Sunny, greens may not mean to sound as if they feel that life decisions should be explicitly made on the basis of ‘projections’ drawn up in far away labs, but that is what is comes over as. It is as if what people and their families need (and demand) matters not one jot.

    It is almost getting to the point where environmenalists see ‘the science’ almost as religion. Indeed, were it not for the smoke they would probably be demanding burnings at the stake.

    This steadfast refusal to recognise, still less engage the substance disagreements ie exactly where the tag of eco-fascism comes from. ‘That’s why these people should be treated as and seen on par with Holocaust deniers and 9/11 Troofers.’ No – they should be treated as citizens with valid, political and rational objections.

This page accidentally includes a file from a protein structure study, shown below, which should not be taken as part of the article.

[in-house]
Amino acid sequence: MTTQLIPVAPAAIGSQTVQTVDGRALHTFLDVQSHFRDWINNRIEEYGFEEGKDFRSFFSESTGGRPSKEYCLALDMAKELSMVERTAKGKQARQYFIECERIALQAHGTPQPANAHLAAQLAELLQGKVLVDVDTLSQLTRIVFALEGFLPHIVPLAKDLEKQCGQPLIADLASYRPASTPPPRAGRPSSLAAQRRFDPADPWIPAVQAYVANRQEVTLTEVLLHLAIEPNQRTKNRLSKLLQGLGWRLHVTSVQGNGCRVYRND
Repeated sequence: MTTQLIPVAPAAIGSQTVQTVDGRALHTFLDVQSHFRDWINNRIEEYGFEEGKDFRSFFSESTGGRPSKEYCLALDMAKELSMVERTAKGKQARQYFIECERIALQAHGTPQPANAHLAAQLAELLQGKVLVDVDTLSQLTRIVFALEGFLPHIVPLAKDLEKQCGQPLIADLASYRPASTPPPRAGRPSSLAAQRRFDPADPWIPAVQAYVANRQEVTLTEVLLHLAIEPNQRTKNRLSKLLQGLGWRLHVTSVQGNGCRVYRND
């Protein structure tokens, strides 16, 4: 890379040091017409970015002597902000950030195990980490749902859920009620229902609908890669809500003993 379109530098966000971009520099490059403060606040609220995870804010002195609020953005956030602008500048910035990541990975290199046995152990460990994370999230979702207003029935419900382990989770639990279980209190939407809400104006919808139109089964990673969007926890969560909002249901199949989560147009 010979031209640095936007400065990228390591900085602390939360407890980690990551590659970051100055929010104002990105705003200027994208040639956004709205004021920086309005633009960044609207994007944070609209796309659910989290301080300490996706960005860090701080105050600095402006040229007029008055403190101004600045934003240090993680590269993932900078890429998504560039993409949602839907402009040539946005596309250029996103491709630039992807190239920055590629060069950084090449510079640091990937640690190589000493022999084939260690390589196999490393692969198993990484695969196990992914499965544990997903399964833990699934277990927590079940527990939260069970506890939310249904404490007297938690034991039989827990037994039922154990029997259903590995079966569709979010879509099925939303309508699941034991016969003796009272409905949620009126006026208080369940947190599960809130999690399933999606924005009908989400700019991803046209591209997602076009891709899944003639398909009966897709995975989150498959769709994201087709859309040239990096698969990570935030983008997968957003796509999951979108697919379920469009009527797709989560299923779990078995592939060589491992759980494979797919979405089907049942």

I’ll sit back and wait for my pasting from dave s now.

  9. cjcjc — on 1st July, 2009 at 5:55 pm  

    Excellent – I’ll have a think about the conditions

  10. damon — on 1st July, 2009 at 6:44 pm  

    MaidMarian just above. I agree so much. But am ignorant (like most people) of the science.
    What I do know is that this ”personal carbon fotprint” and higher international air fares is (also) an ethnic issue.
    My Irish immigrant parents were (every summer in the 1970′s) driving the ”gas guzzler” from London to Ireland (over the Irish sea by ferry) to our traditional ”homelands”of aunties and uncles and cousins and grannies.